The ideal way to balance its creamy denseness is with citrus flavours – and what could be better than native ingredients?
As the filling contains no gelatine, this cheesecake has a very soft set; if you prefer a firmer set, use 400g of cream cheese and 150ml of cream. The flavour combinations can very easily be played with. The base is crumbly so serve on the tin base or add more butter to the biscuit base.
Finger lime and lemon myrtle cheesecake
Prep 20 minutes
Fridge 3 hours
For the base:
100g ginger nut biscuits
150g butternut snap cookies
50g desert limes, finely diced, or the zest of 1 finger lime
1 tsp ground lemon myrtle
80g butter, melted
For the topping:
340g cream cheese, softened
200ml cream (thickened or pure)
½ tbsp roasted ground wattleseed
2 finger limes, caviar only, or 1 tsp dried
115g raw caster sugar
Juice and zest of ½ lemon
Freeze-dried finger limes
Crushed dried finger lime
Lightly grease a 23cm springform tin.
To make the baseCrush the biscuits; either put them in a sealable bag and bash with a rolling pin, or use a mortar and pestle. I like chunky crumbs, but you can blitz them in a food processor if you prefer finer crumbs. Mix the finely diced lime or zest and lemon myrtle through the crumbs.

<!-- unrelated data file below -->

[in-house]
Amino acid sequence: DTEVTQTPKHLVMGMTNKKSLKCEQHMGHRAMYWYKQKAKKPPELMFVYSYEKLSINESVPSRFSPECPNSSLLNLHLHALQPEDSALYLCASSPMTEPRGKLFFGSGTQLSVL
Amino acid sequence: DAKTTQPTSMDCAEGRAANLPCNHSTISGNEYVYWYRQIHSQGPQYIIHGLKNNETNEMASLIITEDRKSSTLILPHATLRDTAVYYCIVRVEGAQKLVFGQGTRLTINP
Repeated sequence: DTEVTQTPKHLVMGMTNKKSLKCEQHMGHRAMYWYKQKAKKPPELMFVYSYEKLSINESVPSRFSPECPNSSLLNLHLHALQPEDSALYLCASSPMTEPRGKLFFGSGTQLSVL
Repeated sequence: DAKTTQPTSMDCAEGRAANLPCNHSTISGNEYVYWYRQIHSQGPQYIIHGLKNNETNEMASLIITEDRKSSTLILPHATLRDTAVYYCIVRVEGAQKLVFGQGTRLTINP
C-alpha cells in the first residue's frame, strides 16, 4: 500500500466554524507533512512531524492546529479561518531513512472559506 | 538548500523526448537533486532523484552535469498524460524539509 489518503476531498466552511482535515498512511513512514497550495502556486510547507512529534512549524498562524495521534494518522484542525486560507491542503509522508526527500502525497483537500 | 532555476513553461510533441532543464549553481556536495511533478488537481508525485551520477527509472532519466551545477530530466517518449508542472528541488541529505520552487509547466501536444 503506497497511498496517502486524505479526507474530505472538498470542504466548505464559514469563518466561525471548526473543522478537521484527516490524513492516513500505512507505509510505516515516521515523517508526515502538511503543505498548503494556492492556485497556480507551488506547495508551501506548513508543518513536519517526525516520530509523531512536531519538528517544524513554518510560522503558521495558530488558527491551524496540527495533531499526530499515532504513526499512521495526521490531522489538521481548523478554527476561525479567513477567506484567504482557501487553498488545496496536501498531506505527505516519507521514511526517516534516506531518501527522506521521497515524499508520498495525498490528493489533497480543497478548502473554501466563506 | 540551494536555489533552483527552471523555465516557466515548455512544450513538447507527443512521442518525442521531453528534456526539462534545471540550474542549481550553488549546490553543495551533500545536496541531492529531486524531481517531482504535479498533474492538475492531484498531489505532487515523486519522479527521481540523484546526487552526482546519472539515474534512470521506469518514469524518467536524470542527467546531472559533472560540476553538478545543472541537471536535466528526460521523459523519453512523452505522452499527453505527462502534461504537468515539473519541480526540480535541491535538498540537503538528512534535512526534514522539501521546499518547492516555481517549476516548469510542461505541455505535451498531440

Melt the butter and mix it into the crumbs. Press the crumb mixture firmly into the base of the tin with your fingers. Put the tin in the fridge to set while you make the topping.
To make the topping
In a large mixing bowl, beat the cream cheese with an electric mixer just to loosen it, until it is the consistency of thickened cream. This should take no longer than 45–60 seconds.
In a separate bowl, whip the cream. Fold the whipped cream into the cream cheese. Add the wattleseed, finger lime caviar, sugar, and lemon juice and zest, and mix until combined.
Spread the topping over the base using a spatula or knife. Put the cheesecake in the fridge to set for 3 hours. Decorate with freeze-dried finger lime and crushed dried finger lime.
Check our resources guide for some useful places to buy from, ask your local supermarket to stock some, forage for a little (respectfully) and, better yet, grow a little too. Whether it’s on a balcony or in a backyard, growing herbs and greens is easier than you think.
This is an edited extract from Warndu Mai (Good Food) by Rebecca Sullivan and Damien Coulthard (Hachette Australia, $45).